It’s been a while since music has made me happy. Music is important for me. I don’t deal well with silence – something I’m trying to work on because it stems from trauma and what happens if I’m alone with my thoughts, my feelings and the voices. So when I’m home alone I tend to have either the TV on or music playing. Many songs help me get through the day by reflecting how I feel and even giving me some sense that someone is here who empathises. Others are effective at taking me away from the stresses I’m working through in reality. They may remind me of a good memory or something I like but more than this, they can be a super-highway into dissociation – not the scary dissociation but what I call the protective dissociation, where I can detach by becoming subsumed into one of my escape worlds.
It’s been a long time since music I’ve come across by chance has stirred up a simple feeling of happiness here and now. Today I was trying and failing to focus on work I want to prepare for seeing the psychologist tomorrow and on preparing a short talk I have to give on Friday. I was exhausted and my head couldn’t take anymore. It’s been a gruelling month. I decided to stop and do something else, a sort of example of the strategy “take the opposite action”. Feeling exhausted and overwhelmed I decided to act as if I were happy and in control of my life. I put on iTunes Dreamboats and Petticoats Diamond Edition – vintage and summery?! – and started cleaning my lounge of a week’s mess. After an hour or so it was as though a switch flicked in my brain and I started to feel mentally energised (if physically tired because of my disabilities and resultant muscle problems) and the panic receded. I hung out the laundry and actually felt happy for a little while.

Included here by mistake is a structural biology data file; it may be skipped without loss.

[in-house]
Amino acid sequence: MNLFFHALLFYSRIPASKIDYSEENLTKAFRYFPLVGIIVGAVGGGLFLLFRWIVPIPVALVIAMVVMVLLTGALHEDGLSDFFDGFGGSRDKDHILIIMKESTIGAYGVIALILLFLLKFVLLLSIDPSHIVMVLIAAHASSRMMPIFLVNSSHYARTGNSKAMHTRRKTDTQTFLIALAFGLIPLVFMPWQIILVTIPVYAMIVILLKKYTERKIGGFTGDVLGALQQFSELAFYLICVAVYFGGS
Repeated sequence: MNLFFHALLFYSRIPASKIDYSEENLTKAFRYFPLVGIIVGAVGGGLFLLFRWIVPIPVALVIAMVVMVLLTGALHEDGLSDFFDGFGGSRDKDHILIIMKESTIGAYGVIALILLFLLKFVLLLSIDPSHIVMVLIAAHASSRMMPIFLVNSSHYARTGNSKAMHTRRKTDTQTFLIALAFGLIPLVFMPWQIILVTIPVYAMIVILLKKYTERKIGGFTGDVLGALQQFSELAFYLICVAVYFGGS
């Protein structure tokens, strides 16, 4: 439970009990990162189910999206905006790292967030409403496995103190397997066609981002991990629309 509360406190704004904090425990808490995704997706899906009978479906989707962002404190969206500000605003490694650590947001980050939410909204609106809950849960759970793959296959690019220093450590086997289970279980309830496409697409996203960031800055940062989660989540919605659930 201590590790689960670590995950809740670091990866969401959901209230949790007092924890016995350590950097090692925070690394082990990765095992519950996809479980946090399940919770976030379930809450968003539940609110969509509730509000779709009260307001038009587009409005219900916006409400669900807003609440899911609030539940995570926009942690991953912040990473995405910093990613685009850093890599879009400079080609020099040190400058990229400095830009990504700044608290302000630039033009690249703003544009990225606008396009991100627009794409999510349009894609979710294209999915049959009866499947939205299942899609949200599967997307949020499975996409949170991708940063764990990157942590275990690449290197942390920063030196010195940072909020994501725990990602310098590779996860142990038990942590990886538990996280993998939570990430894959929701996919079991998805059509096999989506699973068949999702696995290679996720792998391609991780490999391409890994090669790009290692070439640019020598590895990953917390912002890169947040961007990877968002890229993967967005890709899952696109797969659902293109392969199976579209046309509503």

Now I’m returning to my work for the psychologist and though I’m starting later than planned, at least I can use the boost the music gave me and actually face it.
Dancing in the Street by Martha and the Vandellas